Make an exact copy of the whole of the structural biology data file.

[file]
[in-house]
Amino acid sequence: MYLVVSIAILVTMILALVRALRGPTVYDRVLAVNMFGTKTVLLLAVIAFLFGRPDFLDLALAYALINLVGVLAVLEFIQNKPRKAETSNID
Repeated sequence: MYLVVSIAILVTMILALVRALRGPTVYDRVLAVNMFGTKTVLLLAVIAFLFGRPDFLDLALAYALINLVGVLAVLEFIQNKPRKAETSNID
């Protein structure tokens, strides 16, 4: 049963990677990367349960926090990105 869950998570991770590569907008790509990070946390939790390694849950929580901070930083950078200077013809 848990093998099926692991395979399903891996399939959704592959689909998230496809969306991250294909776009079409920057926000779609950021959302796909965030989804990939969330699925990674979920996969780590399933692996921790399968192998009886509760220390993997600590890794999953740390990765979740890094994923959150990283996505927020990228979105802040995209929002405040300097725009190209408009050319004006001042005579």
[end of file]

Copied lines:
[in-house]
Amino acid sequence: MYLVVSIAILVTMILALVRALRGPTVYDRVLAVNMFGTKTVLLLAVIAFLFGRPDFLDLALAYALINLVGVLAVLEFIQNKPRKAETSNID
Repeated sequence: MYLVVSIAILVTMILALVRALRGPTVYDRVLAVNMFGTKTVLLLAVIAFLFGRPDFLDLALAYALINLVGVLAVLEFIQNKPRKAETSNID
């Protein structure tokens, strides 16, 4: 049963990677990367349960926090990105 869950998570991770590569907008790509990070946390939790390694849950929580901070930083950078200077013809 848990093998099926692991395979399903891996399939959704592959689909998230496809969306991250294909776009079409920057926000779609950021959302796909965030989804990939969330699925990674979920996969780590399933692996921790399968192998009886509760220390993997600590890794999953740390990765979740890094994923959150990283996505927020990228979105802040995209929002405040300097725009190209408009050319004006001042005579």